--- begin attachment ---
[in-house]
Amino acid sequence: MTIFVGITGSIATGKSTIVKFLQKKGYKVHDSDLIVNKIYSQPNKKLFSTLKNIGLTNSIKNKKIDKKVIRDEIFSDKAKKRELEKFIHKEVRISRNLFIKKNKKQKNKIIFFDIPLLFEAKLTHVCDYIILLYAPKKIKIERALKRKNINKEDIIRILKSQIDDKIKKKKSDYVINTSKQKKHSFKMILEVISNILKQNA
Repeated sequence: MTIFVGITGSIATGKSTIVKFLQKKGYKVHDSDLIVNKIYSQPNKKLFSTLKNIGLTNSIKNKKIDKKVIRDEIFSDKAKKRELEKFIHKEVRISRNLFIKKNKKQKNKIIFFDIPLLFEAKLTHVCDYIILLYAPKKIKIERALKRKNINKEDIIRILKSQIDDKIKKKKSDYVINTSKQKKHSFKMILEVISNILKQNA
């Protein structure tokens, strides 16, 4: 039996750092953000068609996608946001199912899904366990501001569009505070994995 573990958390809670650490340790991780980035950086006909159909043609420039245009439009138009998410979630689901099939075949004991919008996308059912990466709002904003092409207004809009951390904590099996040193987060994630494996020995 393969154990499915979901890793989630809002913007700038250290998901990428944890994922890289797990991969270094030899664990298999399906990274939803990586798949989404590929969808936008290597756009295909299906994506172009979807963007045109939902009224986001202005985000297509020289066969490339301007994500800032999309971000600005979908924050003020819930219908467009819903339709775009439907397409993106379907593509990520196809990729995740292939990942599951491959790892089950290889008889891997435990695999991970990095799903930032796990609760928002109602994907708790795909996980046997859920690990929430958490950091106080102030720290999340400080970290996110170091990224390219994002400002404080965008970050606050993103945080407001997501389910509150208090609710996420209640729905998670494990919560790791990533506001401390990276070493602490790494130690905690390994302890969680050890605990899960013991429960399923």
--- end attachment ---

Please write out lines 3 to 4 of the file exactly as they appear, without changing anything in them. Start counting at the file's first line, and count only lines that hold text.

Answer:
Repeated sequence: MTIFVGITGSIATGKSTIVKFLQKKGYKVHDSDLIVNKIYSQPNKKLFSTLKNIGLTNSIKNKKIDKKVIRDEIFSDKAKKRELEKFIHKEVRISRNLFIKKNKKQKNKIIFFDIPLLFEAKLTHVCDYIILLYAPKKIKIERALKRKNINKEDIIRILKSQIDDKIKKKKSDYVINTSKQKKHSFKMILEVISNILKQNA
């Protein structure tokens, strides 16, 4: 039996750092953000068609996608946001199912899904366990501001569009505070994995 573990958390809670650490340790991780980035950086006909159909043609420039245009439009138009998410979630689901099939075949004991919008996308059912990466709002904003092409207004809009951390904590099996040193987060994630494996020995 393969154990499915979901890793989630809002913007700038250290998901990428944890994922890289797990991969270094030899664990298999399906990274939803990586798949989404590929969808936008290597756009295909299906994506172009979807963007045109939902009224986001202005985000297509020289066969490339301007994500800032999309971000600005979908924050003020819930219908467009819903339709775009439907397409993106379907593509990520196809990729995740292939990942599951491959790892089950290889008889891997435990695999991970990095799903930032796990609760928002109602994907708790795909996980046997859920690990929430958490950091106080102030720290999340400080970290996110170091990224390219994002400002404080965008970050606050993103945080407001997501389910509150208090609710996420209640729905998670494990919560790791990533506001401390990276070493602490790494130690905690390994302890969680050890605990899960013991429960399923």